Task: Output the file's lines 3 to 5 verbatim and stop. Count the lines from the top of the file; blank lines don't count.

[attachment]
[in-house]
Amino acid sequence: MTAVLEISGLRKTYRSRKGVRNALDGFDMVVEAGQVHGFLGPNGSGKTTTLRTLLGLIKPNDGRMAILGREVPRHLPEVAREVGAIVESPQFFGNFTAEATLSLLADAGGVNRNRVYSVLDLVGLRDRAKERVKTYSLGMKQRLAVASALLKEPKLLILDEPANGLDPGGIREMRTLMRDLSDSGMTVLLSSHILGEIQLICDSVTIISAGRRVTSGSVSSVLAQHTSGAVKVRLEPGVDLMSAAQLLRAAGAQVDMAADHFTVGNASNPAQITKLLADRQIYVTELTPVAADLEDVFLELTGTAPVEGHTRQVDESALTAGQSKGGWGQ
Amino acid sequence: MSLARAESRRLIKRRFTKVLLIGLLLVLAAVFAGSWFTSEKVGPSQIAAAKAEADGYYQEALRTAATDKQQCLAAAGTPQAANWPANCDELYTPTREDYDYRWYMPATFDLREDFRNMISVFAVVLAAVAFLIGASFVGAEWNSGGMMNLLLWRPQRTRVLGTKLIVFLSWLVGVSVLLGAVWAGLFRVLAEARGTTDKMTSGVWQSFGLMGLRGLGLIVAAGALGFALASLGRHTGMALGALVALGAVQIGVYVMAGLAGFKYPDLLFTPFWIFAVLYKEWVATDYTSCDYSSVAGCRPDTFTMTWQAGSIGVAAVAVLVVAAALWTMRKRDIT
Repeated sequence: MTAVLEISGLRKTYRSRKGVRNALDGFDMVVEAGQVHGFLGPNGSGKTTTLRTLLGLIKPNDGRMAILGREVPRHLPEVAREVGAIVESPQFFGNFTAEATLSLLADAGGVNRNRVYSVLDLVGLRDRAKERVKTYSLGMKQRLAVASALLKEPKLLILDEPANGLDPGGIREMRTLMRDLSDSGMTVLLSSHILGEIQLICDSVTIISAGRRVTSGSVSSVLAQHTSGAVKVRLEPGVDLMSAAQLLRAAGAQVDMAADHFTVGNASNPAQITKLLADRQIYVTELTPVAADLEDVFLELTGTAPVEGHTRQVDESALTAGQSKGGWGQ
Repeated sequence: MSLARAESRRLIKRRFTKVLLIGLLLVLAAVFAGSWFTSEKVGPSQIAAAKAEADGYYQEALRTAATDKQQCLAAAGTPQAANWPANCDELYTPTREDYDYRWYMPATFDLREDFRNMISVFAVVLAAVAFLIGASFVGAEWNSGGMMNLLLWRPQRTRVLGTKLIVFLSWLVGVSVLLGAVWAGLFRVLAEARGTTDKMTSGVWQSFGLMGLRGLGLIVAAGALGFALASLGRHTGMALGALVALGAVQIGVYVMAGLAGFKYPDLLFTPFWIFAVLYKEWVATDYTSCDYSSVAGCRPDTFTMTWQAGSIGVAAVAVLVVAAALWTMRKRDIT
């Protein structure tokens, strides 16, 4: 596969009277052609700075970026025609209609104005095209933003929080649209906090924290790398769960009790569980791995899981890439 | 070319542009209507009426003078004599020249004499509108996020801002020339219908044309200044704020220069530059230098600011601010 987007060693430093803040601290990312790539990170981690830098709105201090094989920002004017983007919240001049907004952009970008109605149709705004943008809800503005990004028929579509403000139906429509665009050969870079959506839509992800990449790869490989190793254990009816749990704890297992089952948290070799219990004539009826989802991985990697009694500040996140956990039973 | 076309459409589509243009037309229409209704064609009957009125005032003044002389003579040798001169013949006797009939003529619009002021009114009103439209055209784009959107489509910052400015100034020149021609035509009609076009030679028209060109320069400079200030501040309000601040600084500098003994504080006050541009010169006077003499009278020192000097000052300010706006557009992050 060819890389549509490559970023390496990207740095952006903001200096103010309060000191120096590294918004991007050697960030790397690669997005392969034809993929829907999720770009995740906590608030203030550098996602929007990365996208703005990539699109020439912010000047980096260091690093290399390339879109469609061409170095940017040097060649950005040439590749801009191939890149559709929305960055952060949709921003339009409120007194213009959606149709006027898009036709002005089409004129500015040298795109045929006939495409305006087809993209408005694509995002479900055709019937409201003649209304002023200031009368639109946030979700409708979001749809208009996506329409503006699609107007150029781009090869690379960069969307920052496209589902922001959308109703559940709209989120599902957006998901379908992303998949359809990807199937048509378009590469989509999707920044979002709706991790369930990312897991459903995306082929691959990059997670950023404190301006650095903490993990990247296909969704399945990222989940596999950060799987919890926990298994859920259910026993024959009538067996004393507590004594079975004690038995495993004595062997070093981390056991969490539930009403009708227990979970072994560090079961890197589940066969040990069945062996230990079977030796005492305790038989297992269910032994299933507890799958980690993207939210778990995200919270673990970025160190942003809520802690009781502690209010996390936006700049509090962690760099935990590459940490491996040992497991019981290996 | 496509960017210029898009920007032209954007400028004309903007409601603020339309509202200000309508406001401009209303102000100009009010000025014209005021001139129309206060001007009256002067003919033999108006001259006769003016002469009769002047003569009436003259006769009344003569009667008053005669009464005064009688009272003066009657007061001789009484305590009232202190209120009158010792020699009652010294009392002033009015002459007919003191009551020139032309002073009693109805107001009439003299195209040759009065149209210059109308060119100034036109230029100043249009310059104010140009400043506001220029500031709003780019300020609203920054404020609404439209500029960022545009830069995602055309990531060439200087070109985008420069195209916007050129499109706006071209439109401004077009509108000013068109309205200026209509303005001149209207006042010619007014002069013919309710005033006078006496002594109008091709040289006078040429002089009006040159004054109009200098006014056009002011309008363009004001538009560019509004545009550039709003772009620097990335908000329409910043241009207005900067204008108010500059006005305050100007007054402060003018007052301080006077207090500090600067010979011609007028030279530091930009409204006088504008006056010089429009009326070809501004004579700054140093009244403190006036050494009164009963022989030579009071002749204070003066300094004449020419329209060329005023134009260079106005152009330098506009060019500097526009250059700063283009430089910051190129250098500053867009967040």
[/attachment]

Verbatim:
Amino acid sequence: MSLARAESRRLIKRRFTKVLLIGLLLVLAAVFAGSWFTSEKVGPSQIAAAKAEADGYYQEALRTAATDKQQCLAAAGTPQAANWPANCDELYTPTREDYDYRWYMPATFDLREDFRNMISVFAVVLAAVAFLIGASFVGAEWNSGGMMNLLLWRPQRTRVLGTKLIVFLSWLVGVSVLLGAVWAGLFRVLAEARGTTDKMTSGVWQSFGLMGLRGLGLIVAAGALGFALASLGRHTGMALGALVALGAVQIGVYVMAGLAGFKYPDLLFTPFWIFAVLYKEWVATDYTSCDYSSVAGCRPDTFTMTWQAGSIGVAAVAVLVVAAALWTMRKRDIT
Repeated sequence: MTAVLEISGLRKTYRSRKGVRNALDGFDMVVEAGQVHGFLGPNGSGKTTTLRTLLGLIKPNDGRMAILGREVPRHLPEVAREVGAIVESPQFFGNFTAEATLSLLADAGGVNRNRVYSVLDLVGLRDRAKERVKTYSLGMKQRLAVASALLKEPKLLILDEPANGLDPGGIREMRTLMRDLSDSGMTVLLSSHILGEIQLICDSVTIISAGRRVTSGSVSSVLAQHTSGAVKVRLEPGVDLMSAAQLLRAAGAQVDMAADHFTVGNASNPAQITKLLADRQIYVTELTPVAADLEDVFLELTGTAPVEGHTRQVDESALTAGQSKGGWGQ
Repeated sequence: MSLARAESRRLIKRRFTKVLLIGLLLVLAAVFAGSWFTSEKVGPSQIAAAKAEADGYYQEALRTAATDKQQCLAAAGTPQAANWPANCDELYTPTREDYDYRWYMPATFDLREDFRNMISVFAVVLAAVAFLIGASFVGAEWNSGGMMNLLLWRPQRTRVLGTKLIVFLSWLVGVSVLLGAVWAGLFRVLAEARGTTDKMTSGVWQSFGLMGLRGLGLIVAAGALGFALASLGRHTGMALGALVALGAVQIGVYVMAGLAGFKYPDLLFTPFWIFAVLYKEWVATDYTSCDYSSVAGCRPDTFTMTWQAGSIGVAAVAVLVVAAALWTMRKRDIT